Monday, June 25, 2012
its Elections, a New Rebellion and Social Networking
In Aguascalientes, Mexico, a group of young people
passed out leaflets to passersby in the city's busy downtown. A young woman wore a homemade poster that protested the
murders of women in the State of Mexico, while her companions distributed leaflets that flashed a satiric image of former
Mexico State governor and current presidential candidate Enrique Peña Nieto.
Contrasting Peña's spending on publicity with a state debt the 2012 standard-bearer of the Institutional
Revolutionary Party and Mexican Green Party reportedly left behind, the broadside also criticized Peña's gubernatorial
record for other affronts to society, including increased crime rates, higher malnutrition and the 2006 state raid against
protesters in the town of Atenco that resulted in international human rights complaints of police rape.
Inform yourself well," the leaflet appealed. "And think through your vote."
The weekend leafleting was just one of many actions carried out by a new youth movement that's
shaken up the 2012 Mexican elections after it spontaneously erupted as a protest against an appearance by Peña this
spring at Mexico City's private Ibero-American University. Peña minimized the protest, dismissing it as a group
of 131 demonstrators.
In response, Ibero-American students gathered another
large group to proclaim "I am 312."
Thus was born Mexico's
#Yo Soy 132 [I am (number) 132] Movement, according to activist Guillermo Sanchez. The action captured the imagination of
the nation's young, said Sanchez, a 22-year-old student at a private university in Aguascalientes. New groups from both
private and public universities adhering to a cause demanding media openess and protesting the alleged imposition of Peña
as the nation's next chief executive sprung up in Tijuana, Guadalajara, Aguascalientes and many other cities, Sanchez
recalled in an interview. "The social networks exploded and all the states exploded," he added.
In Aguascalientes, an initial anti-Peña march attracted 300-400 people, according to
local estimates. On June 10, a second march drew about 1,000 demonstrators. Meanwhile, tens of thousands took to the streets
in Mexico City and other places across the republic.
The protests challenged
stereotypes of Mexican youth as apathetic cynics, jobless slackers, party animals and heartless gunslingers in the employ
of organized crime.
The 132ers quickly directed their fire against Televisa
and TV Azteca, Mexico's two privately-owned television networks that form not only a duopoly of the airwaves, but are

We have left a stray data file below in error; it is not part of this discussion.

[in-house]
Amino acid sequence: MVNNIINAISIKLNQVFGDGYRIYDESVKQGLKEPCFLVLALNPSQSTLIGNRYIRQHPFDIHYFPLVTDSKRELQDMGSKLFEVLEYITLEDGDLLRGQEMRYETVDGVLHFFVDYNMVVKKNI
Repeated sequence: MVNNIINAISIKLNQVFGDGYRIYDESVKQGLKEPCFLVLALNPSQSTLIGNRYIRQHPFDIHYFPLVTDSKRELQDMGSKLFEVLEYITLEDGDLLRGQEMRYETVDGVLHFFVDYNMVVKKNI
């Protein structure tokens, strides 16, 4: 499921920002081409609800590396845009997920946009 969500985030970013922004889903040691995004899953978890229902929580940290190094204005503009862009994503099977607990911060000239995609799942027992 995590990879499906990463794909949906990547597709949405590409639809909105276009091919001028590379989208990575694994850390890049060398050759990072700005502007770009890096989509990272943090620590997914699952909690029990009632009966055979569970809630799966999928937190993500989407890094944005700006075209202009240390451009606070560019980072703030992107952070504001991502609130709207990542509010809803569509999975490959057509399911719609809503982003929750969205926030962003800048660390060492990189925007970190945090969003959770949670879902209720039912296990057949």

connected with banking, gambling and other commercial interests as well.
movement's contention that Televisa had long promoted Peña in return for stratospheric sums of money was supported
by stories and documents printed by the British Guardian newspaper; the Guardian's version in turn was backed
by U.S. diplomatic cables released by Wikileaks.
"We saw the money
behind (Peña's) candidacy and that bothered us," said Julio del Avellano, a leading 132er in Aguascalientes.
"It's a sign that there is no democracy." But del Avellano was quick to add that contrary to detractors'
charges, his movement does not endorse Peña's rivals either. "We are independent and not supporting anyone,"
Almost from nowhere, the 132 Movement not only succeeded in
mobilizing thousands of young people in street protests against Peña and media monopolization, but recast Mexico's
elections by thrusting questions of money and politics, economic power and corruption and education and citizenship into the
center of the political process.
Formed by a generation of media and tech-savvy
youth, 132 shows no signs of losing its creative knack. A new video produced for the Internet shows parents of 132ers speaking
out in support of their children, while another features young people ribbing Peña for declining to appear at the presidential
debate scheduled for transmission on the Internet on Tuesday evening, June 19. Peña said the debate inspired by the
132 Movement would not be fair.
Originally scheduled solely for the Internet,
the June 19 debate between three of the four candidates (Andres Manuel Lopez Obrador, Josefina Vazquez Mota, and Gabriel Quadri)
was broadcast on some Mexican television channels. If the race is tightening as some polls indicate, Peña's absence
could prove to be a grave error on his part as long as the elections proceed without major manipulation.
In its very short life so far, the 132 Movement has scored impressive victories. In addition
to forcing a third presidential debate, the new generation of activists can claim credit for getting the Federal Electoral
Institute (IFE) to expand the number of election observers.
the fact that only a minority of Mexicans have regular access to the Internet, the 132 Movement employs a host of tactics
in its campaign for expanded democracy. Street and bus brigades of leaflets, rock concerts, public showings of videos and
mass marches are some of the ways activists reach the public. In Aguascalientes, for instance, activists planned to project
a documentary on a large screen in the downtown plaza, but were temporarily thwarted when after-winds from the ironically
named Hurricane Carlotta (the same name as the wife of the French-imposed, 19th century Mexican ruler Maximilian) kept blowing
the screen down.
a burst of ingenuity, the 132ers simply beamed the video onto the nearby wall of the federal building that houses the local
offices of the IFE, Interior Ministry and Foreign Relations Secretariat. Produced by movement activists, the documentary explored
Peña's relationship with a historically powerful group of Mexico State politicians, delved into the violent repression
of the 1968 and 1971 Mexican student movements, discussed the 1997 Acteal massacre of indigenous Mayans, and sprinkled images